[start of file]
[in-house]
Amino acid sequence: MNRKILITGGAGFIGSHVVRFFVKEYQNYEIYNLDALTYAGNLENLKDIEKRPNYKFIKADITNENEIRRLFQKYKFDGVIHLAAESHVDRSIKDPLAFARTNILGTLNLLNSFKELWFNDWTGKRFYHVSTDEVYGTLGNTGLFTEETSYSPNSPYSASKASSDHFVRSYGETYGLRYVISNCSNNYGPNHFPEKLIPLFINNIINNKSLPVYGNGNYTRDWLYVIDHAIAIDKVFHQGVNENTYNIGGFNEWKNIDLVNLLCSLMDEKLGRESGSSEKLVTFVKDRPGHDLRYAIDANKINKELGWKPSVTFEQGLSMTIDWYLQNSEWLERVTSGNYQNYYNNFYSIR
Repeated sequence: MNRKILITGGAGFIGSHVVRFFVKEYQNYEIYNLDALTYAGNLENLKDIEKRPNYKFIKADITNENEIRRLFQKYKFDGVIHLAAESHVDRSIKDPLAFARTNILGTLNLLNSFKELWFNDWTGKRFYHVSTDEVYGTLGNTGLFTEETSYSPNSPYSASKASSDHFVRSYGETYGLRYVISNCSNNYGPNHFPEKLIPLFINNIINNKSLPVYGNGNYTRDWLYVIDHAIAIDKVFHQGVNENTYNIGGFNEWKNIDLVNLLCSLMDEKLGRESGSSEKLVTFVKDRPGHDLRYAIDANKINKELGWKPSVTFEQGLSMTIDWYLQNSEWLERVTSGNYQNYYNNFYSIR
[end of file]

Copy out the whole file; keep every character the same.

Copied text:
[in-house]
Amino acid sequence: MNRKILITGGAGFIGSHVVRFFVKEYQNYEIYNLDALTYAGNLENLKDIEKRPNYKFIKADITNENEIRRLFQKYKFDGVIHLAAESHVDRSIKDPLAFARTNILGTLNLLNSFKELWFNDWTGKRFYHVSTDEVYGTLGNTGLFTEETSYSPNSPYSASKASSDHFVRSYGETYGLRYVISNCSNNYGPNHFPEKLIPLFINNIINNKSLPVYGNGNYTRDWLYVIDHAIAIDKVFHQGVNENTYNIGGFNEWKNIDLVNLLCSLMDEKLGRESGSSEKLVTFVKDRPGHDLRYAIDANKINKELGWKPSVTFEQGLSMTIDWYLQNSEWLERVTSGNYQNYYNNFYSIR
Repeated sequence: MNRKILITGGAGFIGSHVVRFFVKEYQNYEIYNLDALTYAGNLENLKDIEKRPNYKFIKADITNENEIRRLFQKYKFDGVIHLAAESHVDRSIKDPLAFARTNILGTLNLLNSFKELWFNDWTGKRFYHVSTDEVYGTLGNTGLFTEETSYSPNSPYSASKASSDHFVRSYGETYGLRYVISNCSNNYGPNHFPEKLIPLFINNIINNKSLPVYGNGNYTRDWLYVIDHAIAIDKVFHQGVNENTYNIGGFNEWKNIDLVNLLCSLMDEKLGRESGSSEKLVTFVKDRPGHDLRYAIDANKINKELGWKPSVTFEQGLSMTIDWYLQNSEWLERVTSGNYQNYYNNFYSIR